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Chencan Qian, Chengwen Liu, Jinyou Zou, Yan Zhuo, Sheng He, Peng Zhang; BOLD signal modulated with perception in the superficial layer of human V1 during binocular rivalry. Journal of Vision 2018;18(10):955. doi: 10.1167/18.10.955.
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© ARVO (1962-2015); The Authors (2016-present)
During binocular rivalry, the alternation of the two eyes' percept correlates with the fluctuation of neural activities throughout the visual pathway, from as early as LGN and V1 to high-level occipital temporal visual cortices. However, it is not clear how feedforward and feedback processes interact to resolve the rivalrous inputs, and in particular, whether the observed neural fluctuations reflect feedforward, local or feedback modulations of resolved rivalry competition. To answer this question, we used ultra-high field fMRI at 7T with submillimeter resolution to measure rivalry-related signals from different layers of the human primary visual cortex, with the assumption that the middle layer is dominated by feedforward signals while feedback signals modulate the superficial and deep layers. BOLD signals in early visual cortex were acquired with T2*-weighted gradient echo EPI or T2-weighted balanced-SSFP pulse sequences. In the rivalry condition, a pair of orthogonal red and green gratings were dichoptically presented, and subjects reported their percept with button presses (red, green or mixed). In the replay condition, the same red/green gratings were monocularly presented in physical alternations to simulate the rivalry percept. The ocular dominance bias of V1 voxels was determined in separate scans using monocular checkerboard stimulus. Results show that in the replay condition, eye-specific modulation of BOLD signal was strongest in the middle (input) layer of V1; while in the rivalry condition, the rivalrous modulation of BOLD signal was strongest in the superficial layer. A transient signal was also observed, mainly from the superficial layer of V1, at the time points of perceptual transitions in the rivalry but not in the replay condition. These layer-specific fMRI findings support the idea that rivalry-related activity fluctuation in human primary visual cortex reflects feedback modulation from higher cortical areas.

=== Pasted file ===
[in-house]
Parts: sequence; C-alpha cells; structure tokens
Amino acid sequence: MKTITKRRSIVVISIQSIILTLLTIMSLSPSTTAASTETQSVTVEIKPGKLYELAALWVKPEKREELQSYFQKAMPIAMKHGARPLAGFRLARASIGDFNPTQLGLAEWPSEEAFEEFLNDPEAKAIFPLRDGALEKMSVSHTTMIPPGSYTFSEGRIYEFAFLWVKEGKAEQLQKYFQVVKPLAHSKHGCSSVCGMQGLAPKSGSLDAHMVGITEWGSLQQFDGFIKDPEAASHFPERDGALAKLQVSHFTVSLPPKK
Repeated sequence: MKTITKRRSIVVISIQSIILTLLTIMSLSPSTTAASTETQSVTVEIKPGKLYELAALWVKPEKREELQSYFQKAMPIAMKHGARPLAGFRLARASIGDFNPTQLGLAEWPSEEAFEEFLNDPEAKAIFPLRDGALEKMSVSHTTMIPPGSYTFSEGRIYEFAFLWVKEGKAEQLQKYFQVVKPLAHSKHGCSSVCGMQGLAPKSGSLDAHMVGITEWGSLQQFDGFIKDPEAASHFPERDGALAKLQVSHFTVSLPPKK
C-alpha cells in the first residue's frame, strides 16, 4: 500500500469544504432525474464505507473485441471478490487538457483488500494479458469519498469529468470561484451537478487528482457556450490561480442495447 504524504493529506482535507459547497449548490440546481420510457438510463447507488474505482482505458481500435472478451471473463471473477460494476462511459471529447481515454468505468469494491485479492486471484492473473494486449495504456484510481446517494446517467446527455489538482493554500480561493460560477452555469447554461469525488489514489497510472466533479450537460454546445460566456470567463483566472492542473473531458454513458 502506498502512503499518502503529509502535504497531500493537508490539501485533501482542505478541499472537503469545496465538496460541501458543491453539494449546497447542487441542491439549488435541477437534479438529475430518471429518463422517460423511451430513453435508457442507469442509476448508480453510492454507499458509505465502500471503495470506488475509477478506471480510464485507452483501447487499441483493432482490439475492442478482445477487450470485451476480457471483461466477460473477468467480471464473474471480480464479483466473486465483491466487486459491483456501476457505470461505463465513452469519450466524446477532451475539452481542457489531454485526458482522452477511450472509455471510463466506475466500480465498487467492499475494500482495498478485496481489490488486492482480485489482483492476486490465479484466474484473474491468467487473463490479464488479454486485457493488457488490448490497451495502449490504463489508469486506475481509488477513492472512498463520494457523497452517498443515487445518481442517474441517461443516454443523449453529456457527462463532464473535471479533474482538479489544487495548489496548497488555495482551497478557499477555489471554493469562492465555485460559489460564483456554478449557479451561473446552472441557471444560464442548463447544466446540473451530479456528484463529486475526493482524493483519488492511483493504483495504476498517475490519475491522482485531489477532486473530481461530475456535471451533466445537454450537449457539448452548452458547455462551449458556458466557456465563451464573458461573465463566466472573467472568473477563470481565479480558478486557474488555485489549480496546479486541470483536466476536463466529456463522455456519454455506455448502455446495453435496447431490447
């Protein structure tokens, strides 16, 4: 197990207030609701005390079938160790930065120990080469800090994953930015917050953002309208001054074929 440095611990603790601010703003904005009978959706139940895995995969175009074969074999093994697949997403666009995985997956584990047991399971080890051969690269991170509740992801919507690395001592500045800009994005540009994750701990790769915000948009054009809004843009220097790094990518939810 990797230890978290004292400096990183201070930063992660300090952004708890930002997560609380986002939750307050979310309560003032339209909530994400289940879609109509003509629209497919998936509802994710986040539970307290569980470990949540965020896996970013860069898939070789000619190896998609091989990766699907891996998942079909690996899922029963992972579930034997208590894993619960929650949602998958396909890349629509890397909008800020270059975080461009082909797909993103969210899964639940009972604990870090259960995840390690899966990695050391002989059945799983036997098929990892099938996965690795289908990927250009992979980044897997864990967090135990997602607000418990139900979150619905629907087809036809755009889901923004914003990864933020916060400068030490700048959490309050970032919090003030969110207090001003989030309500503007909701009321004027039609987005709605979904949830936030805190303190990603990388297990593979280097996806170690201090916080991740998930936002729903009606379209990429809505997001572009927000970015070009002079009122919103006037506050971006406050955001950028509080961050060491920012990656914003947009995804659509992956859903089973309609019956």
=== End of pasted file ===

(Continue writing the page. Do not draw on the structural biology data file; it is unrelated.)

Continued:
Meeting abstract presented at VSS 2018
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